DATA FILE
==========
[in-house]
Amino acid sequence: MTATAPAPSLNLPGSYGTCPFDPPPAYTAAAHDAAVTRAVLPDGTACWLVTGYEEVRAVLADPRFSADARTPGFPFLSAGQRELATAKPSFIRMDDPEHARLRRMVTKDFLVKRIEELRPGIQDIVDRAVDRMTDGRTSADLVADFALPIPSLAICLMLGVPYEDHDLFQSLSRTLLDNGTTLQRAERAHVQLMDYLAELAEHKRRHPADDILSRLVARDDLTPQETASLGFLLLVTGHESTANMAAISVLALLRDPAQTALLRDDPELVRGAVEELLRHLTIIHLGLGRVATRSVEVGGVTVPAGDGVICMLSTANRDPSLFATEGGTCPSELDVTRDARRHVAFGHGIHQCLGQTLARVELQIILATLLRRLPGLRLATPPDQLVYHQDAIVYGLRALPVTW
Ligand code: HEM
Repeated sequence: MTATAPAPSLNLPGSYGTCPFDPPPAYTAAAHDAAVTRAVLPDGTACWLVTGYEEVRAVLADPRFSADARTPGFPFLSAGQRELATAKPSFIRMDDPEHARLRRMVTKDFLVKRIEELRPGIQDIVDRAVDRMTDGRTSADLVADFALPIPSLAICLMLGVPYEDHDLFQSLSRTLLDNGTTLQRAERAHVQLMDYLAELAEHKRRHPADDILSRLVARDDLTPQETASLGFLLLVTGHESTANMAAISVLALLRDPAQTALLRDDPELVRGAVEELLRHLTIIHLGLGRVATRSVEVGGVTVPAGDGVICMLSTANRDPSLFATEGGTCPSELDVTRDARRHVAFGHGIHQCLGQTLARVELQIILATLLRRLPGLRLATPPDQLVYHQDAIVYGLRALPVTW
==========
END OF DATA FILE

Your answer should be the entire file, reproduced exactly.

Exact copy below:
[in-house]
Amino acid sequence: MTATAPAPSLNLPGSYGTCPFDPPPAYTAAAHDAAVTRAVLPDGTACWLVTGYEEVRAVLADPRFSADARTPGFPFLSAGQRELATAKPSFIRMDDPEHARLRRMVTKDFLVKRIEELRPGIQDIVDRAVDRMTDGRTSADLVADFALPIPSLAICLMLGVPYEDHDLFQSLSRTLLDNGTTLQRAERAHVQLMDYLAELAEHKRRHPADDILSRLVARDDLTPQETASLGFLLLVTGHESTANMAAISVLALLRDPAQTALLRDDPELVRGAVEELLRHLTIIHLGLGRVATRSVEVGGVTVPAGDGVICMLSTANRDPSLFATEGGTCPSELDVTRDARRHVAFGHGIHQCLGQTLARVELQIILATLLRRLPGLRLATPPDQLVYHQDAIVYGLRALPVTW
Ligand code: HEM
Repeated sequence: MTATAPAPSLNLPGSYGTCPFDPPPAYTAAAHDAAVTRAVLPDGTACWLVTGYEEVRAVLADPRFSADARTPGFPFLSAGQRELATAKPSFIRMDDPEHARLRRMVTKDFLVKRIEELRPGIQDIVDRAVDRMTDGRTSADLVADFALPIPSLAICLMLGVPYEDHDLFQSLSRTLLDNGTTLQRAERAHVQLMDYLAELAEHKRRHPADDILSRLVARDDLTPQETASLGFLLLVTGHESTANMAAISVLALLRDPAQTALLRDDPELVRGAVEELLRHLTIIHLGLGRVATRSVEVGGVTVPAGDGVICMLSTANRDPSLFATEGGTCPSELDVTRDARRHVAFGHGIHQCLGQTLARVELQIILATLLRRLPGLRLATPPDQLVYHQDAIVYGLRALPVTW